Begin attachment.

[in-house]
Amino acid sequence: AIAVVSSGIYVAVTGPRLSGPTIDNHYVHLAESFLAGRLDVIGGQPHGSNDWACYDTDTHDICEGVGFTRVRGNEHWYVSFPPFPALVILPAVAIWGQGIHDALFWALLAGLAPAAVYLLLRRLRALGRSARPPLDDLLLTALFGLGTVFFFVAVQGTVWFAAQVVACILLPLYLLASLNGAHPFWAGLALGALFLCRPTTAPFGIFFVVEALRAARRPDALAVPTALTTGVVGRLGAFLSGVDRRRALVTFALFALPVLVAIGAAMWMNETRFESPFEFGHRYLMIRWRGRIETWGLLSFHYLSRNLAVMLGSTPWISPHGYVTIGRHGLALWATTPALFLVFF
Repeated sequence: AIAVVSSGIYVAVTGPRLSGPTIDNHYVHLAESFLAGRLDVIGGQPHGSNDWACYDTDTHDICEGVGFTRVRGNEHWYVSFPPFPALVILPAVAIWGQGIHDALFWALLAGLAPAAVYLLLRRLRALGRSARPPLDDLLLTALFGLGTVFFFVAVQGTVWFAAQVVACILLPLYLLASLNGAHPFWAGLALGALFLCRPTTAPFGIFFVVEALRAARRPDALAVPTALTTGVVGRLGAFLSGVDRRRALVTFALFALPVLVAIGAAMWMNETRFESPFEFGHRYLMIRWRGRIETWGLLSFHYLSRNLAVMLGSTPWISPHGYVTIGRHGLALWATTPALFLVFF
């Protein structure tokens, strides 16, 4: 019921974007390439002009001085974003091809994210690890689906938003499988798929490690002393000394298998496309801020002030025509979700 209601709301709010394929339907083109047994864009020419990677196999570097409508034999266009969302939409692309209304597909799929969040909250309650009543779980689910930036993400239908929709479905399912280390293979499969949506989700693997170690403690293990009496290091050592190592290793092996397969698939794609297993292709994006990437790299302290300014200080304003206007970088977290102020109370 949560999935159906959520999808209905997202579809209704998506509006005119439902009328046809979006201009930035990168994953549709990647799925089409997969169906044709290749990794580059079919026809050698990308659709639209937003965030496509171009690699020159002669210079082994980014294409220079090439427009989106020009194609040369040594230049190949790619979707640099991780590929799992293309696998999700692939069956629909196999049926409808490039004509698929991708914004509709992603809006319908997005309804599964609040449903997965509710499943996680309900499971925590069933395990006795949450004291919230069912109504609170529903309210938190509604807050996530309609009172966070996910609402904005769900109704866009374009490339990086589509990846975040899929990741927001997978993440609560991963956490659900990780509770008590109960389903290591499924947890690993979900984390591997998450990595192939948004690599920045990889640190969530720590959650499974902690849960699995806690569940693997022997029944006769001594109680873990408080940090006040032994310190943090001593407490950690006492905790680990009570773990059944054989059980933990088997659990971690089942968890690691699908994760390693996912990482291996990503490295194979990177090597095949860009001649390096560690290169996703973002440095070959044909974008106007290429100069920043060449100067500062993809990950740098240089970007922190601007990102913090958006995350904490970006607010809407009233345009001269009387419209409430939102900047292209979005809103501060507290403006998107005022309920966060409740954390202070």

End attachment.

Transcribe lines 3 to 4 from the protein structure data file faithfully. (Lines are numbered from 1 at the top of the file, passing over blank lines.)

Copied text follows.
Repeated sequence: AIAVVSSGIYVAVTGPRLSGPTIDNHYVHLAESFLAGRLDVIGGQPHGSNDWACYDTDTHDICEGVGFTRVRGNEHWYVSFPPFPALVILPAVAIWGQGIHDALFWALLAGLAPAAVYLLLRRLRALGRSARPPLDDLLLTALFGLGTVFFFVAVQGTVWFAAQVVACILLPLYLLASLNGAHPFWAGLALGALFLCRPTTAPFGIFFVVEALRAARRPDALAVPTALTTGVVGRLGAFLSGVDRRRALVTFALFALPVLVAIGAAMWMNETRFESPFEFGHRYLMIRWRGRIETWGLLSFHYLSRNLAVMLGSTPWISPHGYVTIGRHGLALWATTPALFLVFF
């Protein structure tokens, strides 16, 4: 019921974007390439002009001085974003091809994210690890689906938003499988798929490690002393000394298998496309801020002030025509979700 209601709301709010394929339907083109047994864009020419990677196999570097409508034999266009969302939409692309209304597909799929969040909250309650009543779980689910930036993400239908929709479905399912280390293979499969949506989700693997170690403690293990009496290091050592190592290793092996397969698939794609297993292709994006990437790299302290300014200080304003206007970088977290102020109370 949560999935159906959520999808209905997202579809209704998506509006005119439902009328046809979006201009930035990168994953549709990647799925089409997969169906044709290749990794580059079919026809050698990308659709639209937003965030496509171009690699020159002669210079082994980014294409220079090439427009989106020009194609040369040594230049190949790619979707640099991780590929799992293309696998999700692939069956629909196999049926409808490039004509698929991708914004509709992603809006319908997005309804599964609040449903997965509710499943996680309900499971925590069933395990006795949450004291919230069912109504609170529903309210938190509604807050996530309609009172966070996910609402904005769900109704866009374009490339990086589509990846975040899929990741927001997978993440609560991963956490659900990780509770008590109960389903290591499924947890690993979900984390591997998450990595192939948004690599920045990889640190969530720590959650499974902690849960699995806690569940693997022997029944006769001594109680873990408080940090006040032994310190943090001593407490950690006492905790680990009570773990059944054989059980933990088997659990971690089942968890690691699908994760390693996912990482291996990503490295194979990177090597095949860009001649390096560690290169996703973002440095070959044909974008106007290429100069920043060449100067500062993809990950740098240089970007922190601007990102913090958006995350904490970006607010809407009233345009001269009387419209409430939102900047292209979005809103501060507290403006998107005022309920966060409740954390202070």